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Last Updated: Friday, 25 July, 2003, 14:35 GMT 15:35 UK
Joint bid to save 'stately home'
Lissadell House, Sligo
The house is on the market for over 2m
The Irish Government is considering a joint bid with private interests to buy the childhood home of the Republican heroine Countess Markievicz.

Lissadell House in County Sligo is steeped in Irish history, with the poet WB Yeats a frequent past visitor.

County Sligo in the Irish Republic has become known as Yeats Country, as much of the poet's work was influenced by the surrounding landscape.

The 19th-century mansion, which sits on 400 acres of land, is set in one of the most beautiful parts of Ireland.

The property has been owned by the Gore-Booth family since it was built in 1830.

However, the cost of its' upkeep has played a part in the painful decision to sell it.

Countess Markievicz
Countess Markievicz was the first woman to be elected to the British Parliament

"There are so many financial aspects to the ownership and management of a place like this that it is hard to pin it down," said Sir Josslyn Gore-Booth, the current owner.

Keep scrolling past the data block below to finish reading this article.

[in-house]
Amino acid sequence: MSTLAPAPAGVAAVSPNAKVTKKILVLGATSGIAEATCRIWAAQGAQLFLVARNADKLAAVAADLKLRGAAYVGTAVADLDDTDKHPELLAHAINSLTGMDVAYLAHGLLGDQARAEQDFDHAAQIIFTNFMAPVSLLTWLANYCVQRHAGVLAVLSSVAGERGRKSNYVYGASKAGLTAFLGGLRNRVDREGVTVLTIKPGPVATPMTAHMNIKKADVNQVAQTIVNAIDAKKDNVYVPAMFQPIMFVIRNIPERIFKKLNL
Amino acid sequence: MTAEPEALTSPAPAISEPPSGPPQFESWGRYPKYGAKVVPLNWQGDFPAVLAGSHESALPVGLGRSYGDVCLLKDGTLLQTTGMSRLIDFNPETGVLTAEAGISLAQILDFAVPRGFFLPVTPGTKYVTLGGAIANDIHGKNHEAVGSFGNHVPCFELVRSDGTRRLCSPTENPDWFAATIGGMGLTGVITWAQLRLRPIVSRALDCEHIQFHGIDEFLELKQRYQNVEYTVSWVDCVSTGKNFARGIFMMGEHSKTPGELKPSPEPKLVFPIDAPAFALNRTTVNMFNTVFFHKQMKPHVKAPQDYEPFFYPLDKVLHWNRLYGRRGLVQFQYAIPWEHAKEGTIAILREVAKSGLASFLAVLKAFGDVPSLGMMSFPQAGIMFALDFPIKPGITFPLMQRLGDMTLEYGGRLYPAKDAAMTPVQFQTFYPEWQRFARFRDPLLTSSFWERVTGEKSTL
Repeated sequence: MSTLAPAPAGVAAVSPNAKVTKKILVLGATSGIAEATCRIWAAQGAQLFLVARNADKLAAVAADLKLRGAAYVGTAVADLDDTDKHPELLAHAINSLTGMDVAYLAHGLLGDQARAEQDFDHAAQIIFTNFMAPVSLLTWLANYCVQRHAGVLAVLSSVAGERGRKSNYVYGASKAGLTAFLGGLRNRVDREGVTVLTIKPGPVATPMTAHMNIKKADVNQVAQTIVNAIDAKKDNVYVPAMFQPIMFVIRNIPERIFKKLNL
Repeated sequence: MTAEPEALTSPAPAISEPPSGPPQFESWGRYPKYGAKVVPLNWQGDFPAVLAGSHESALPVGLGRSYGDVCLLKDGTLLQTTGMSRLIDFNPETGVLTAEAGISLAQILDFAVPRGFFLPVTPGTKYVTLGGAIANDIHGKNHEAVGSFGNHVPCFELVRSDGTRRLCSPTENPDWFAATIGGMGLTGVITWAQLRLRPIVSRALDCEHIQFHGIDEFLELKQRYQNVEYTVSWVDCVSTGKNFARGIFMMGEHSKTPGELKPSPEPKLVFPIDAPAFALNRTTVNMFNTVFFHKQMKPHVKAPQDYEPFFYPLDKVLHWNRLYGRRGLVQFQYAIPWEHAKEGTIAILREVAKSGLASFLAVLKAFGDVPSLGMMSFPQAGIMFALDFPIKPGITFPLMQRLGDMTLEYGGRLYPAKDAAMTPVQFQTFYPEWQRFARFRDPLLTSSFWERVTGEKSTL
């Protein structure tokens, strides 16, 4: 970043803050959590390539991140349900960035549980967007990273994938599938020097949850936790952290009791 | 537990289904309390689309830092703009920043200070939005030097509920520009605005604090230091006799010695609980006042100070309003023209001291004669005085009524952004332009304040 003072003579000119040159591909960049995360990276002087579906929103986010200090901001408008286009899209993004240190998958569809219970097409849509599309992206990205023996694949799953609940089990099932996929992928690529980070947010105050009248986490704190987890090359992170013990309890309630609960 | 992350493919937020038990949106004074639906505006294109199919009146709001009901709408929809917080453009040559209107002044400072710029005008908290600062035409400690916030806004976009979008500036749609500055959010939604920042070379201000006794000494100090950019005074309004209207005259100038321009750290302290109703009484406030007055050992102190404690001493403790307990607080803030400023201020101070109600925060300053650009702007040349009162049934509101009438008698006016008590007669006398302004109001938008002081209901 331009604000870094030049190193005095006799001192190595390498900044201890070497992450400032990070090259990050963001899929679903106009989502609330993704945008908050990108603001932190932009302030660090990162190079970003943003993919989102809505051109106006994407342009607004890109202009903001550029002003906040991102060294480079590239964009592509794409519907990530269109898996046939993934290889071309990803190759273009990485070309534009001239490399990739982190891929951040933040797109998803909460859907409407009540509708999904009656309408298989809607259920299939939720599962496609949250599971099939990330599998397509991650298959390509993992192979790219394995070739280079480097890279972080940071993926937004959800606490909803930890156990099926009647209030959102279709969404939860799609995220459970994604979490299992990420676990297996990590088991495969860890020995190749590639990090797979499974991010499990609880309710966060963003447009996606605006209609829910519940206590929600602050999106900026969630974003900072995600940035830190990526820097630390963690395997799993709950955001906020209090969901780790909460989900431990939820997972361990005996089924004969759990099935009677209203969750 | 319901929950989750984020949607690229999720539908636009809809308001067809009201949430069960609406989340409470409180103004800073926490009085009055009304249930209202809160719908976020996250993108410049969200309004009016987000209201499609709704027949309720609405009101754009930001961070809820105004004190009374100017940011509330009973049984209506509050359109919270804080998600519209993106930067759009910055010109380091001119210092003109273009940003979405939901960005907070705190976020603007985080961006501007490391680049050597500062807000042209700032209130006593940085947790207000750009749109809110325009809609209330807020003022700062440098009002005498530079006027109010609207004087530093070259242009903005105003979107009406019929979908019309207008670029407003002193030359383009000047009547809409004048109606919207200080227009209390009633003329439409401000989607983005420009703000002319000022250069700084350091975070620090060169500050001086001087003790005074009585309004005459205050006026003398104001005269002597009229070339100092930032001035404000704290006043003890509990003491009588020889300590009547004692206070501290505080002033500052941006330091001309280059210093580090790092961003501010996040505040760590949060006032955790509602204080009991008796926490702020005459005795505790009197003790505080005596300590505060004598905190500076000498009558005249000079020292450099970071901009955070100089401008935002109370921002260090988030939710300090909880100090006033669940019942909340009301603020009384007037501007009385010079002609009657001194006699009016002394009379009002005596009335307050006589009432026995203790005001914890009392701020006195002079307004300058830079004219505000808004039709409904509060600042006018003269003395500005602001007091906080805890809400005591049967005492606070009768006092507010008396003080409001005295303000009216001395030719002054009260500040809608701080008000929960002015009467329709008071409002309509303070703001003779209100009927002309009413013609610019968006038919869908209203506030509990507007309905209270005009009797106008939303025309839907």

"I always say that each euro of revenue, I could spend it without any trouble on 10 different things at the same time."

The house was the childhood home of Countess Markievicz, who was the first woman to be elected to the British Parliament, although she never took her seat.

Yeats and Markievicz were prominent figures in the revival of Gaelic literature and arts at the turn of the last century.

Lissadell is open to the public and the Yeats Society in Sligo wants to keep it that way even if it is sold.

Maura McTighe of the Yeats Society said the house needed to be preserved and protected.

"It would be a disaster, not just for Sligo but for Ireland, to see that place closed and bought by a private owner," she said.

The pressure is now on to find someone to step in and buy the house and keep it for the public.

The asking price is over 2m but the cost of refurbishment would be a great deal more than that.

The Irish Government has been looking at the possibility of buying it but it seems it may not be able to afford to go it alone and is thinking about a private partnership to make the project happen.




SEE ALSO:
Fears for Yeats' old haunt
25 May 03  |  Northern Ireland


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